One of the days, Gallagher and Babiracki made a presentation to 350 educators, principals and community members.
“One principal traveled 16 hours to hear us speak,” Babiracki said.
“The presentation was on autism inclusion and the U.S. education system and he came because his school is trying to improve services to kids with disabilities.
“He wanted to learn more from Diane and me; he said he learned so much, loved the training and thought it was amazing.”
Gallagher said the teachers in Brazil are using the information learned during her and Haffner’s WebEx presentations.
Gallagher appreciated the opportunity to meet the teachers.
“All of the people we met were even more wonderful than I expected,” she said.
“They were, without exception, dedicated, appreciative, generous, caring and hard-working. They have limited resources in comparison to ours, yet they were very dedicated to meeting the needs of their students.”
Gallagher called the process of working with the Brazilian educators “amazing.”
“I’m very grateful to Jennifer for involving me in the training and for encouraging me to join her in Brazil,” Gallagher said.
“I hope that we will be able to continue to expand our relationship with Dom Pedro and other schools there.”
For Babiracki, the trip to Brazil was not all work. A major component of the U.S.-Brazil exchange was for educators to learn about each other’s cultures.
While in Minnesota, the principals from Brazil discovered how fun a Minnesota Wild game can be, the beautiful stillness of a cabin on Lake Vermilion and the Albertville Outlet Mall.
During Babiracki’s time in Brazil she made sure she tasted many different foods and she learned how welcoming people are.
“Breakfast was always breads, fresh fruits, squeezed juice and an itsy, bitsy coffee,” Babiracki said.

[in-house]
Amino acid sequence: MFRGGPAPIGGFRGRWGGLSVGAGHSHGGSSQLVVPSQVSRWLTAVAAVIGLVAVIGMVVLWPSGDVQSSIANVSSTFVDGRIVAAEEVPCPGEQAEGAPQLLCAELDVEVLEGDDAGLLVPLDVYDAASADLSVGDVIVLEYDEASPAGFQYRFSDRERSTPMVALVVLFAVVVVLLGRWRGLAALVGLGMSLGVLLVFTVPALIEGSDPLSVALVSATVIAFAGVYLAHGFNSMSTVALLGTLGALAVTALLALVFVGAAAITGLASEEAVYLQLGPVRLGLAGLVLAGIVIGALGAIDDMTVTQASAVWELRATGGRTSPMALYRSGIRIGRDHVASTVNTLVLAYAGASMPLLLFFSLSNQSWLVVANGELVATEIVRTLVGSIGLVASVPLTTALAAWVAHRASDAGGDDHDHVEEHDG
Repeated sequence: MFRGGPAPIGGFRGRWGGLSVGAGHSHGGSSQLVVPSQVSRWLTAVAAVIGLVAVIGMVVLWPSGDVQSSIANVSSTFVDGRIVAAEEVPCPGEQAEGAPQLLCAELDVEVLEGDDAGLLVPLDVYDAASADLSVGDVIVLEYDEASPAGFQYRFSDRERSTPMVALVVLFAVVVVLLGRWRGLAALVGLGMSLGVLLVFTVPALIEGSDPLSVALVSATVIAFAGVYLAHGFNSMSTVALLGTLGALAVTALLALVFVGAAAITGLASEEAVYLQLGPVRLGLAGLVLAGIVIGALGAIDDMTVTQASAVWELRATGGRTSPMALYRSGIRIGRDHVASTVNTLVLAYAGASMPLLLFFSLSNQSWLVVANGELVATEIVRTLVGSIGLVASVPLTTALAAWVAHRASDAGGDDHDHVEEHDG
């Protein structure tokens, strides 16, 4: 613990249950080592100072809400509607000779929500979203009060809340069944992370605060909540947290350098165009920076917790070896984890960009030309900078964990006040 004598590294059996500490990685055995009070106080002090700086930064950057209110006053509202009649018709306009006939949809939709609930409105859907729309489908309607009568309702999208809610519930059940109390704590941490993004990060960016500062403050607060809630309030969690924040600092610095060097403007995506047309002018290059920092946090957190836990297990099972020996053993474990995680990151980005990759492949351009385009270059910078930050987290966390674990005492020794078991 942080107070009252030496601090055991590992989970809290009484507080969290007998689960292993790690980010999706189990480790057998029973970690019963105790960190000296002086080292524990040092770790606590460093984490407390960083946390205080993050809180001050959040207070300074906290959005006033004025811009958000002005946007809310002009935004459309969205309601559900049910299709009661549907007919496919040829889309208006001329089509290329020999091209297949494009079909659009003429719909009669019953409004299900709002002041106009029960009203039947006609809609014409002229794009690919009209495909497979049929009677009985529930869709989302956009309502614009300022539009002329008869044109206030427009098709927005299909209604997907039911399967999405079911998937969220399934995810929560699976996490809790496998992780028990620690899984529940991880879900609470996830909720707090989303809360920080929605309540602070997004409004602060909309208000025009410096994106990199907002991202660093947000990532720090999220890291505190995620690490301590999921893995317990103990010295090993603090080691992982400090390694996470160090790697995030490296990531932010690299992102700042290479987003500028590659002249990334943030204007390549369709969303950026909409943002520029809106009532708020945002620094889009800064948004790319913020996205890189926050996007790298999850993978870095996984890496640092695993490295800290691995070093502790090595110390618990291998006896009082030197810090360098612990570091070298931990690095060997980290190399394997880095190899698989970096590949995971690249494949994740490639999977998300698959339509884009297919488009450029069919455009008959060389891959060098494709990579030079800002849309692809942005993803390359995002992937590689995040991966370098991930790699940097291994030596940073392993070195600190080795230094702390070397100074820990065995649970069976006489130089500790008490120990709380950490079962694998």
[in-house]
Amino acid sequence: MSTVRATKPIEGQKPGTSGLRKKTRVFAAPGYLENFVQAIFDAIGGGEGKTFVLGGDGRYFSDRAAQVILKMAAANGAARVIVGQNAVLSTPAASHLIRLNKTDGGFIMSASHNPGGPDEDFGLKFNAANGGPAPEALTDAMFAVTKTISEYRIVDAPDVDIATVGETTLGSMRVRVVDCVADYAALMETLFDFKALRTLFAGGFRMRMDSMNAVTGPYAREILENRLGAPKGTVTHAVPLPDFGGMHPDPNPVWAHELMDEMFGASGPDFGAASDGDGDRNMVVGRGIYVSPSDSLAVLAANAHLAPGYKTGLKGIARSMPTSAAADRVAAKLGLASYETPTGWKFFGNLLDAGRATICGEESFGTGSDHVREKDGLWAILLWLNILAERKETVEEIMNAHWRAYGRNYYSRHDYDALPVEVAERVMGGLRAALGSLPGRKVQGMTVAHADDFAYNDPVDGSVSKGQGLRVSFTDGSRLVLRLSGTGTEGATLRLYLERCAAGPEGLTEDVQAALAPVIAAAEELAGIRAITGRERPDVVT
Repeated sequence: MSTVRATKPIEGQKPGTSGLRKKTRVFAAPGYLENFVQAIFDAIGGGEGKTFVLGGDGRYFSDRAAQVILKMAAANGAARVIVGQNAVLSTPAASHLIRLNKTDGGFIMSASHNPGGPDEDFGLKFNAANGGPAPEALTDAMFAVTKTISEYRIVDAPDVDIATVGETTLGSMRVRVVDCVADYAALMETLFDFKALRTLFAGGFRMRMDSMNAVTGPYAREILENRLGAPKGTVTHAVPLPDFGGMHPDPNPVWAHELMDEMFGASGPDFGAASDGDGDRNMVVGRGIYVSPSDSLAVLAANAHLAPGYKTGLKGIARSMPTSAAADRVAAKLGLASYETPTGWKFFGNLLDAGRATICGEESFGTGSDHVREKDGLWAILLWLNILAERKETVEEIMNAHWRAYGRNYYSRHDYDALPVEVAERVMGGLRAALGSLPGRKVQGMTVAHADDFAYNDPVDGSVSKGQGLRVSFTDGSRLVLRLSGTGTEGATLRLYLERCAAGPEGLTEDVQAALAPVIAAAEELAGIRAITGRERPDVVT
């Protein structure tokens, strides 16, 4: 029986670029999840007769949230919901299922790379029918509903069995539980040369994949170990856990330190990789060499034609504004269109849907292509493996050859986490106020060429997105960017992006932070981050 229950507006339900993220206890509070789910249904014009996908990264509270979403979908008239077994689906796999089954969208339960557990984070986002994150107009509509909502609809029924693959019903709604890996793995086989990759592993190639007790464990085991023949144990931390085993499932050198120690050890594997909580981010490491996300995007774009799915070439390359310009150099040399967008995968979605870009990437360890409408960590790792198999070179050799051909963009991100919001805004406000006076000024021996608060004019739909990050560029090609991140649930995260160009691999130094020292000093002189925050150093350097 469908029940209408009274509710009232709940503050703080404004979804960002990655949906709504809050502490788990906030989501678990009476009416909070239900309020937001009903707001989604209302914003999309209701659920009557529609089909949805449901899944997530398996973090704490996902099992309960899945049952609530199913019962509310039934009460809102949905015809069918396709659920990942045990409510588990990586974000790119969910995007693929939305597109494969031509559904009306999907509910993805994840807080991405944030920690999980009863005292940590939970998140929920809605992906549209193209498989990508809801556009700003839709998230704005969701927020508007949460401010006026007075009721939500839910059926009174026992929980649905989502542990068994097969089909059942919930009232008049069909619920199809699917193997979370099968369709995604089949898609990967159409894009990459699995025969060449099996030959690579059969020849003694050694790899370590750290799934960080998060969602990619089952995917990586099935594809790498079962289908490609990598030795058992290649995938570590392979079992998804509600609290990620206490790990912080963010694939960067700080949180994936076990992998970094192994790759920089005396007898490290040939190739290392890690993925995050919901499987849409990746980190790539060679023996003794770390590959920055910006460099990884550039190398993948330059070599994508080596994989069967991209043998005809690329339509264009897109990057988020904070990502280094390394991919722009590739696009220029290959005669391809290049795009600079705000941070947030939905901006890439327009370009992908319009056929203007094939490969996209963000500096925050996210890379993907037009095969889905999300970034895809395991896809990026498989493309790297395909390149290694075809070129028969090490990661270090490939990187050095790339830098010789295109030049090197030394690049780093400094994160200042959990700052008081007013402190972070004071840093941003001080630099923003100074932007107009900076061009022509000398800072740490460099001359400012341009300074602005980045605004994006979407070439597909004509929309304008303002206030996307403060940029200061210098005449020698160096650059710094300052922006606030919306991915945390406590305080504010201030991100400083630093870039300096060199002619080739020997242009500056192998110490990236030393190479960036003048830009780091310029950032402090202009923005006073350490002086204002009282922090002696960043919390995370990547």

“I always wanted a big coffee. There were a lot of fruits native to South America, a lot of fresh melon.”
During her stay with Adriana Lemos Caixeta Vieira in Machado, Babiracki learned it was the culture to meet the entire family.
“I met all of her aunts and uncles, her grandmother, her great-grandmother,” Babiracki said.
“We went to their homes for a snack and coffee or for a meal. We met people at church and they all insisted we stop over for coffee. They said they would be honored if we visited their home.”
Babiracki also had the opportunity to visit historic sites in Minas Gerais and Goia. One city she visited had 16 churches.
Babiracki saw cobble-stone streets and European influenced architecture. Everywhere she went, she was often greeted with hugs and kisses and always given gifts.
“I was surprised with how loving, warm, kind, and open people were,” Babiracki said.
“It was amazing how much they shared with me and how much they loved having me at their city. I couldn’t believe the generosity.
“Every classroom I went to gave me gifts. The kids wrote letters or gave me chocolates; there were a lot of soaps and lotions unique to Brazil.
“One teacher knitted me a scarf and another school gave me a pair of boots. I brought the students pencils, stickers and American flags.”
Babiracki wants to continue her work with her new friends in Brazil. She hopes to write another grant to continue the WebEx trainings, expanding the number of teachers in Brazil who take part.
“When I met with the teachers, we kept talking about how we can continue to work together,” Babiracki said.
“I thought what we were doing was cool, but I didn’t realize how much they thought it was cool, too. They are hungry for training.”